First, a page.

I would also venture to say that there’s a hierarchy between version 1 and version 2. The second one is for the rookie journalists, the ones starting out who, as wisdom goes, may not be able to handle the real story, the big one. That’s for the seasoned reporters. Those are the jobs we dream of, to report on the important news, the heart of narrative, the quintessential Pakistan.
The funny thing about daily television reporting though is that the voiceover you hear on the packages is rarely the brown-skinned fellow who got banged about all day in the heat, noise and dust of Karachi, Peshawar or Lahore to shoot the latest riot or the most recent bomb blast. His job is simply to grab the standard footage: people making demands, a protest, people crying, blood, dead bodies, a soundbite from an official, a soundbite from a victim. Then, he quickly zooms back to his office, zigzagging through the mass of traffic on his bike to quickly edit the footage down to a sizeable minute or two and send it to the head office in Atlanta, in New York, in Paris, in London. The footage is his, but the story will take shape there, in the center. The are literally oceans between the event and the report of that event. Television, more than print I think, makes it possible to see the simultaneous obsession and complete disregard for being there.
After some traveling around, I now spend my time hanging around the Karachi Press club or the offices of various news organizations. Things here are relaxed like that, (though I’m often the only girl. More on the sexual politics of journalism and breaking into the brotherhood some other time.) . F explains the dynamics of how to pull a story together to me one evening over dinner at the press club. He’s one of the senior folks around, not that old, but a top cameraman/producer for a foreign news organization. That puts him pretty near the top of the hierarchy of the local media though English is a distant second to his primary language, Urdu. (The politics of language. Again, another time.) So, dinner w/ F usually means 7-8 local cameramen, mostly from the Urdu media, and well, me, sitting around a table with cornershop biryani or chicken kaadhai.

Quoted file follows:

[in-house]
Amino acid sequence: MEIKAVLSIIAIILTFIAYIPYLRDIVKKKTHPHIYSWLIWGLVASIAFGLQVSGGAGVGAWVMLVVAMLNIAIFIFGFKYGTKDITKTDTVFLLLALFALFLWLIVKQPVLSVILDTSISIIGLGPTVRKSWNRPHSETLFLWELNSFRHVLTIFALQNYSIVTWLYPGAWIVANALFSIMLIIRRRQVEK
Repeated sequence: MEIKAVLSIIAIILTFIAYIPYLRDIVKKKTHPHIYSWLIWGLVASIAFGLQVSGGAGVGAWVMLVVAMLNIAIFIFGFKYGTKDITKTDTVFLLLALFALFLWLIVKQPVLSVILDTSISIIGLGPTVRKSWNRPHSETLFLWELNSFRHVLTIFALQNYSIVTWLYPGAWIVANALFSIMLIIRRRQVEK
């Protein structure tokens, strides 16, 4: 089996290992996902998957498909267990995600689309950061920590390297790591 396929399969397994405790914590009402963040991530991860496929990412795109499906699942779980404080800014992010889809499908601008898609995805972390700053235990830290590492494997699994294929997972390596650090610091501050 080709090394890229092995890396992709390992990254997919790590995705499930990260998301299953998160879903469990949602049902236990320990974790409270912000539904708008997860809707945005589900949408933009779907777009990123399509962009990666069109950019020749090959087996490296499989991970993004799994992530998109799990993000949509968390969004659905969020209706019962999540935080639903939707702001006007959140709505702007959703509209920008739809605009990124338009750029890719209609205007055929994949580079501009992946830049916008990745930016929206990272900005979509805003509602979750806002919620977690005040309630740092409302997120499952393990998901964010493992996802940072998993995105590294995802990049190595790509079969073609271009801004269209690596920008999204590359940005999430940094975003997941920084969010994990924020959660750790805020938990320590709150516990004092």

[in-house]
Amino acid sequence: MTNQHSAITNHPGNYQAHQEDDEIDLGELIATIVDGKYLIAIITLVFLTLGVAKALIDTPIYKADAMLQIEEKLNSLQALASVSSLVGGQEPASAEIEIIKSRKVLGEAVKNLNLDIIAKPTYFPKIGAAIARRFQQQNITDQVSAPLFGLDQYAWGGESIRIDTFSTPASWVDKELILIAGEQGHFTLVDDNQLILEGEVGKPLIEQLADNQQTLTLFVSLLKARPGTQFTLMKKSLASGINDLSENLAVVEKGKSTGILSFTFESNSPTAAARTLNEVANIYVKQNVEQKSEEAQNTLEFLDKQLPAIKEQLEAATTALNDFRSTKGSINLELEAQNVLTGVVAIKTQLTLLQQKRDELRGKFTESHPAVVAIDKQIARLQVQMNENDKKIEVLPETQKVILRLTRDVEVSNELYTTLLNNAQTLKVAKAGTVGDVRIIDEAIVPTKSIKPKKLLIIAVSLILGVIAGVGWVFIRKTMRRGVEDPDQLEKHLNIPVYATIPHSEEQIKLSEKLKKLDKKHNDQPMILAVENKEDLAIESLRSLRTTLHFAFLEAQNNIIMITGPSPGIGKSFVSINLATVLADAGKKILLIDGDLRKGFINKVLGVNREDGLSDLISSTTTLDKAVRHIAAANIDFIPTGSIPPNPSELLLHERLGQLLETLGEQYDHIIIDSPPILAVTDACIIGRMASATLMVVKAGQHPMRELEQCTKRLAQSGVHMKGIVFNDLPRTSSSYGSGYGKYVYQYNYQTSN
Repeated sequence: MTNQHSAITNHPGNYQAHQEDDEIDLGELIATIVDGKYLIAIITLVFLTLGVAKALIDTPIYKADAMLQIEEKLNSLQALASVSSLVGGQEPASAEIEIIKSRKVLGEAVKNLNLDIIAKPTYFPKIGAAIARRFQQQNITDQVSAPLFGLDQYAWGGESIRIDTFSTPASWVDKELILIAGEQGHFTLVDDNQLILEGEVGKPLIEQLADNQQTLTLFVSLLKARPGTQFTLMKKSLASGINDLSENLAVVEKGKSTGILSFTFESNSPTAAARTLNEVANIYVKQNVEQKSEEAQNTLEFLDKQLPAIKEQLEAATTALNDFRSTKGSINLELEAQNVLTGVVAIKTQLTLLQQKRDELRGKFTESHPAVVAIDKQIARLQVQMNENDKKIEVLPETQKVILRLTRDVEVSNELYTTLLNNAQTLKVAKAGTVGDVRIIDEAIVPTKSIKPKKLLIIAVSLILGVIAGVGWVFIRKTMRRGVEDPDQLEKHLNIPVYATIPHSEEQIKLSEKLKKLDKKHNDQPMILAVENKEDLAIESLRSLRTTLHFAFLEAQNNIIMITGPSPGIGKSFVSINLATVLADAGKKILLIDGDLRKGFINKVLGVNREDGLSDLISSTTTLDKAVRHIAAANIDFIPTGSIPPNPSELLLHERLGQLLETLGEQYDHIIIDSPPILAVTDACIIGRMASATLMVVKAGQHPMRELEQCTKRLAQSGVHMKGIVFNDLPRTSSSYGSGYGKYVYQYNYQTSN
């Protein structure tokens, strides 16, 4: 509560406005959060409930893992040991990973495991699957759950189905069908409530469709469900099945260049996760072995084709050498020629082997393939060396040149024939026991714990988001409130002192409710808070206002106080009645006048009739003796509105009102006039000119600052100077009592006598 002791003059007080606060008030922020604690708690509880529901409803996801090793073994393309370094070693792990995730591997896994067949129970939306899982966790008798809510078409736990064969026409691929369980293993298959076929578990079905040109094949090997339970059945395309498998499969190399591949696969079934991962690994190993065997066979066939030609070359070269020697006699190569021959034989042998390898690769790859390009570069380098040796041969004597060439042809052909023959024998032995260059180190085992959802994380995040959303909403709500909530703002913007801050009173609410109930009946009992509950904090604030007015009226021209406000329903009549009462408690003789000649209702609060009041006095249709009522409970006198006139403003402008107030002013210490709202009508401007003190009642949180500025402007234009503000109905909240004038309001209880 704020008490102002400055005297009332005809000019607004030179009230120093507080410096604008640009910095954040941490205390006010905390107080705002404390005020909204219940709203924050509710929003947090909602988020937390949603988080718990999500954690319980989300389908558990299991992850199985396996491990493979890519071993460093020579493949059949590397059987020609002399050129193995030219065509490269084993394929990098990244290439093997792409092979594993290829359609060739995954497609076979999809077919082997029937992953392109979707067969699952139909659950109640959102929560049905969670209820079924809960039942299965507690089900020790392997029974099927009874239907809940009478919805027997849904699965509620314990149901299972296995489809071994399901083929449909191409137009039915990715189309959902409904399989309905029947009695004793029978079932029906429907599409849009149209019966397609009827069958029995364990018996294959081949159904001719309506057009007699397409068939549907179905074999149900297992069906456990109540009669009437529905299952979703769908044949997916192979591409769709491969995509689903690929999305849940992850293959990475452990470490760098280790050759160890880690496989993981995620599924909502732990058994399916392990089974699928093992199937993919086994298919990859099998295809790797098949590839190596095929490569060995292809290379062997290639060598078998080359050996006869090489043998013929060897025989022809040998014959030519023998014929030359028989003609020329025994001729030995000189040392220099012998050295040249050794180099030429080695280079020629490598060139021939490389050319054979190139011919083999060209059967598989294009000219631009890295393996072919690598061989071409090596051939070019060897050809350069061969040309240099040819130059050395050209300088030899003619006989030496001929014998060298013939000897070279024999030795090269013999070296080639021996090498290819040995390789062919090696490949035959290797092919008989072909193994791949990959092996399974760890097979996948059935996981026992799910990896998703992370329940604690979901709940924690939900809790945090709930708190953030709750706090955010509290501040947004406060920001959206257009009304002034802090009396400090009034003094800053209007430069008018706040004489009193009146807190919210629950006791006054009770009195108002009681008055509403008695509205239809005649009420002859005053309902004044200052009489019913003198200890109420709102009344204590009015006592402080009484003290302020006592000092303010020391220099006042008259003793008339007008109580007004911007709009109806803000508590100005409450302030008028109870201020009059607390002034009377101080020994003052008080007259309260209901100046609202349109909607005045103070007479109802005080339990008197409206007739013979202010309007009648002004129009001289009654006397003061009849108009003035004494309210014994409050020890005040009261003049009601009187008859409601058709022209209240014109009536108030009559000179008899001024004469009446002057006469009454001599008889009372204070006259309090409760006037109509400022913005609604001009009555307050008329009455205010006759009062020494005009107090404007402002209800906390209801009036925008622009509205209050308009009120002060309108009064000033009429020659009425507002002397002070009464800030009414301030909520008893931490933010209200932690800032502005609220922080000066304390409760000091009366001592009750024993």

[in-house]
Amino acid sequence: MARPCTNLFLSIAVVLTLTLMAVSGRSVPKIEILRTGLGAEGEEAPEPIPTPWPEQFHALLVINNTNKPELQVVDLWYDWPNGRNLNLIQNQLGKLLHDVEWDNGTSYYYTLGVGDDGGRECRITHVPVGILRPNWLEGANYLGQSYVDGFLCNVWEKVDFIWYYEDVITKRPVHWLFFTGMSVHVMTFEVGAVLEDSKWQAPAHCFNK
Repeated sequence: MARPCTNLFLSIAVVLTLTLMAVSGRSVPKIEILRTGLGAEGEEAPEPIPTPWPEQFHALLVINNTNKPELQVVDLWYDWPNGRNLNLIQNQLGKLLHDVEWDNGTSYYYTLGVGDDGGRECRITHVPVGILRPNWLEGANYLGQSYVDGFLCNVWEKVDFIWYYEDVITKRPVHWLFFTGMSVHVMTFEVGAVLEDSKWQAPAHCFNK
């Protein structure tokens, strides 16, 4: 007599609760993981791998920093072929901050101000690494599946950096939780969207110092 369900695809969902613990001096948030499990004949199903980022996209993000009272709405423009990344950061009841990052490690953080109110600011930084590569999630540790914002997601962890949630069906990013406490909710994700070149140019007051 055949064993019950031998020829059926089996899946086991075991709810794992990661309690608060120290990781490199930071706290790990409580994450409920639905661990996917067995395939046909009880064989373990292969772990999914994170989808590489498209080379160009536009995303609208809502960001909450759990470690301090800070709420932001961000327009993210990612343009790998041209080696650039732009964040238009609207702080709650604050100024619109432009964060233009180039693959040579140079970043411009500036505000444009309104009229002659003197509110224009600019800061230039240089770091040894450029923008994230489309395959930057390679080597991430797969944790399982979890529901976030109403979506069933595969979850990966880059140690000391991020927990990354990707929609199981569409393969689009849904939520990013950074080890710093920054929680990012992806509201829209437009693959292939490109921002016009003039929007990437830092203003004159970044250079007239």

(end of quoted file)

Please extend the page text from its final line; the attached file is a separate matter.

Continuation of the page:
“You’ve always got to find the kopi” he tells me in a booming voice. “He’s the guy in the neighborhood who can get you what you want, usually named Ahmad or Salman,” he adds helpfully. “And when you arrive, he immediately parts his way through the crowd, and asks you ‘Yes sir, what would you like sir? oh yes, I know that person. I can get you that person, no problem.” He’s rubbing his hands together eagerly in a caricatured imitation.
In the hierarchy, many in the local scene are the kopis for the foreign media. Over chai and smokes, they trade stories about the gora reporters who are continually stumbling across Pakistan without language or context. This is humour with an edge. Chagrin, but also bemusement. Stories about American reporters getting their geography wrong, the French and their stinginess, the Danish and their racism. I hear about how a local stringer pointed out random patients at a hospital as Taliban victims in Peshawar to a foreign team, or a local journalist being dragged around by a western documentary team that was desperately trying to find characters for a plot line it had written abroad before it got here. Sly civility?
Or perhaps, it’s just the objectivity of dollar bills.